Chequers Summit Riven by Cabinet Divisions, Times, Telegraph Say

(Bloomberg) -- U.K. Prime Minister Theresa May’s Chequers summit to reach agreement with her cabinet on a plan for leaving the European Union was marked by stark divisions on the best way to proceed, two newspapers said.

Andrea Leadsom, the leader of Parliament’s lower house, told ministers that she “hated” May’s proposal to retain many of the U.K.’s economic links with the EU, The Times reported Saturday. Chancellor of the Exchequer Philip Hammond and Home Secretary Sajid Javid, meanwhile, were at odds over whether offering preferential immigration status to EU nationals should be among post-Brexit options, with Hammond pushing to leave the possibility open, according to The Daily Telegraph.

Chequers Summit Riven by Cabinet Divisions, Times, Telegraph Say

The reports, citing minutes of the July 6 meeting circulated to members of parliament. may add to concerns that May’s inner circle remains sharply divided over how to implement Brexit, despite endorsements in public of the plan worked out at the prime minister’s country residence. After the meeting, Brexit Secretary David Davis and Foreign Secretary Boris Johnson quit, both saying they couldn’t support a future arrangement that would restrict the U.K.’s ability to direct its own trade policies.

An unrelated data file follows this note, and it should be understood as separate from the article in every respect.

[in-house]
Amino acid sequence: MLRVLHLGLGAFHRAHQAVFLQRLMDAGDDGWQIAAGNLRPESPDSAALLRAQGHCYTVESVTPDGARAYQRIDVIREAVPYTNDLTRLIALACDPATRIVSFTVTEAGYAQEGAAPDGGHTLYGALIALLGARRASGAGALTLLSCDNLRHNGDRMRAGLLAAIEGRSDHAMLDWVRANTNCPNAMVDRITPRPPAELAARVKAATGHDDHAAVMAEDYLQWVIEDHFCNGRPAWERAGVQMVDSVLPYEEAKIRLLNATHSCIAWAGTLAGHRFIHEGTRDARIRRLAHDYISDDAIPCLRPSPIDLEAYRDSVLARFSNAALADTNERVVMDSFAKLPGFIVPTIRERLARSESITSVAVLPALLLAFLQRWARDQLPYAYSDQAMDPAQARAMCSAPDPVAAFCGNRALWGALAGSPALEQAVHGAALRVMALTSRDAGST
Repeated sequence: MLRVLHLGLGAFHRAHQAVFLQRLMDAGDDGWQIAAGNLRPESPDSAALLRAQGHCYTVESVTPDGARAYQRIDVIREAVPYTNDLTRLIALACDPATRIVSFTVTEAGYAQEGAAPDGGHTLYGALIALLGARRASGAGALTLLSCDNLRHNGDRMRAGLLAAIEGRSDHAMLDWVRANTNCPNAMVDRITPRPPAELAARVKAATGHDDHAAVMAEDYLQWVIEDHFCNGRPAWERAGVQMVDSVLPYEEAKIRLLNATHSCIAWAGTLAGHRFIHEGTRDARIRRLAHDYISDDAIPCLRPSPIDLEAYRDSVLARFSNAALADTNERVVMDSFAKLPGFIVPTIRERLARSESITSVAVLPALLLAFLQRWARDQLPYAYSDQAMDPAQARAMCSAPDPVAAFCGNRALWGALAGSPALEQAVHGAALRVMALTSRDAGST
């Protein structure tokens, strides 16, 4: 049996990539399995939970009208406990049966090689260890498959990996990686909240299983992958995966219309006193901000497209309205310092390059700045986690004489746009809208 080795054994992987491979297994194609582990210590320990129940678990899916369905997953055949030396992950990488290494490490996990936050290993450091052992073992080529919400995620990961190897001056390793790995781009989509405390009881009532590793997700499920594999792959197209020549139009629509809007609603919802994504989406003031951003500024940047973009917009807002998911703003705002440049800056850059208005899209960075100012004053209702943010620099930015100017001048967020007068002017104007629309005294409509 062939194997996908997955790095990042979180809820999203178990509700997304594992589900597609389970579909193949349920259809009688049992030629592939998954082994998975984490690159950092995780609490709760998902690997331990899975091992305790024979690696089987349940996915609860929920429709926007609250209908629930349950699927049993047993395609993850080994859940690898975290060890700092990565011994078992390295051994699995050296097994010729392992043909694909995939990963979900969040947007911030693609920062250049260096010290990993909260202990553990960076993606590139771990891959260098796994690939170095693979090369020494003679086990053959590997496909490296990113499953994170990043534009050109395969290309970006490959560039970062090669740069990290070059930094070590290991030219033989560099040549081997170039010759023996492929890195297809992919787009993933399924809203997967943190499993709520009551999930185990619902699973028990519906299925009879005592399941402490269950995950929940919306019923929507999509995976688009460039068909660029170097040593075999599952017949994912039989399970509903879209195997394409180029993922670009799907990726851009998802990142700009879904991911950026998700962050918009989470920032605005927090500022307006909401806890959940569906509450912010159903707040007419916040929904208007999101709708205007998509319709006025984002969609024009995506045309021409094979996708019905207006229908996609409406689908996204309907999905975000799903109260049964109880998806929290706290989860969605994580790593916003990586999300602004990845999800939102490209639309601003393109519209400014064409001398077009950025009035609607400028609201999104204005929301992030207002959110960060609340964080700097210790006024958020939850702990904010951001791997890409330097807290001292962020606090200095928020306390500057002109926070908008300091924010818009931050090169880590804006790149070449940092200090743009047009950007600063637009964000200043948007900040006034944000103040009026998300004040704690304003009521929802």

‘Being True’

Leadsom, a staunch Brexit supporter who vied with May for the party leadership after Prime Minister David Cameron’s 2016 resignation, believed the Chequers proposal was "not being true to the 17.2 million people who had voted for Brexit," The Times said, citing the minutes. The Telegraph said Javid and Hammond’s disagreement centered on whether "preferential mobility arrangements" in a future trade deal with Brussels should be a point to negotiate.

May’s government on July 12 laid out its formal Brexit proposals in a 98-page paper that proposed keeping the U.K. tied to EU rules for goods while allowing it to develop its own regulations for services. On Friday, the EU’s chief negotiator, Michel Barnier, said parts of the paper "open the way to a constructive discussion." However, he said, "we’ve all seen this debate in the U.K. is not over yet."

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